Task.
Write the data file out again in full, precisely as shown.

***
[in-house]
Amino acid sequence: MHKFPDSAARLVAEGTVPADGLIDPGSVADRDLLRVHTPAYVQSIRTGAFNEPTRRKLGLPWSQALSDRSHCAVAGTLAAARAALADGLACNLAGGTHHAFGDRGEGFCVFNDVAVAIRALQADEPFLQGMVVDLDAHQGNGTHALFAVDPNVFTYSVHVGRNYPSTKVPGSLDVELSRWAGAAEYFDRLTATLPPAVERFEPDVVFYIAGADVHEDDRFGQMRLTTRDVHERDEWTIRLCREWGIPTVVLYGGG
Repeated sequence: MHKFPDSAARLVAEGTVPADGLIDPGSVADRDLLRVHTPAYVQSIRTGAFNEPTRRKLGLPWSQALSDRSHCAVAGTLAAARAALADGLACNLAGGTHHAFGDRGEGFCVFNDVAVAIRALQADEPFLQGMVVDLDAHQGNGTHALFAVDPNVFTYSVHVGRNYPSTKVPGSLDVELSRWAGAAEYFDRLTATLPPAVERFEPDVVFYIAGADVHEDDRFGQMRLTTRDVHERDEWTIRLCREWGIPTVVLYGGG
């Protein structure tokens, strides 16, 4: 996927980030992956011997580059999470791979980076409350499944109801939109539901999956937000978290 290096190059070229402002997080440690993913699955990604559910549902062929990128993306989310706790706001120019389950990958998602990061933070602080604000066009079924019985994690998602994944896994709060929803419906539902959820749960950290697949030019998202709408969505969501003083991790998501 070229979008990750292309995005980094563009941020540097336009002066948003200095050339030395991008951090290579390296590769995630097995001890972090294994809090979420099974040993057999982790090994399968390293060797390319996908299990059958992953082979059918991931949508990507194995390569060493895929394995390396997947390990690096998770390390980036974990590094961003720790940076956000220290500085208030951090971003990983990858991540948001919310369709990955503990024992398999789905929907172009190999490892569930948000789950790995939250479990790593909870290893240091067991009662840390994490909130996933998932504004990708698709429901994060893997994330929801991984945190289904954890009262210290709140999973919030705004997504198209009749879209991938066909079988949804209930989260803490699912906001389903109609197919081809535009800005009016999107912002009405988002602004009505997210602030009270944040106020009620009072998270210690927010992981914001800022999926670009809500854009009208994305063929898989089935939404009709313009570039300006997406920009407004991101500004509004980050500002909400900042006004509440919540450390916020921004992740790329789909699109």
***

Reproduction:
[in-house]
Amino acid sequence: MHKFPDSAARLVAEGTVPADGLIDPGSVADRDLLRVHTPAYVQSIRTGAFNEPTRRKLGLPWSQALSDRSHCAVAGTLAAARAALADGLACNLAGGTHHAFGDRGEGFCVFNDVAVAIRALQADEPFLQGMVVDLDAHQGNGTHALFAVDPNVFTYSVHVGRNYPSTKVPGSLDVELSRWAGAAEYFDRLTATLPPAVERFEPDVVFYIAGADVHEDDRFGQMRLTTRDVHERDEWTIRLCREWGIPTVVLYGGG
Repeated sequence: MHKFPDSAARLVAEGTVPADGLIDPGSVADRDLLRVHTPAYVQSIRTGAFNEPTRRKLGLPWSQALSDRSHCAVAGTLAAARAALADGLACNLAGGTHHAFGDRGEGFCVFNDVAVAIRALQADEPFLQGMVVDLDAHQGNGTHALFAVDPNVFTYSVHVGRNYPSTKVPGSLDVELSRWAGAAEYFDRLTATLPPAVERFEPDVVFYIAGADVHEDDRFGQMRLTTRDVHERDEWTIRLCREWGIPTVVLYGGG
């Protein structure tokens, strides 16, 4: 996927980030992956011997580059999470791979980076409350499944109801939109539901999956937000978290 290096190059070229402002997080440690993913699955990604559910549902062929990128993306989310706790706001120019389950990958998602990061933070602080604000066009079924019985994690998602994944896994709060929803419906539902959820749960950290697949030019998202709408969505969501003083991790998501 070229979008990750292309995005980094563009941020540097336009002066948003200095050339030395991008951090290579390296590769995630097995001890972090294994809090979420099974040993057999982790090994399968390293060797390319996908299990059958992953082979059918991931949508990507194995390569060493895929394995390396997947390990690096998770390390980036974990590094961003720790940076956000220290500085208030951090971003990983990858991540948001919310369709990955503990024992398999789905929907172009190999490892569930948000789950790995939250479990790593909870290893240091067991009662840390994490909130996933998932504004990708698709429901994060893997994330929801991984945190289904954890009262210290709140999973919030705004997504198209009749879209991938066909079988949804209930989260803490699912906001389903109609197919081809535009800005009016999107912002009405988002602004009505997210602030009270944040106020009620009072998270210690927010992981914001800022999926670009809500854009009208994305063929898989089935939404009709313009570039300006997406920009407004991101500004509004980050500002909400900042006004509440919540450390916020921004992740790329789909699109």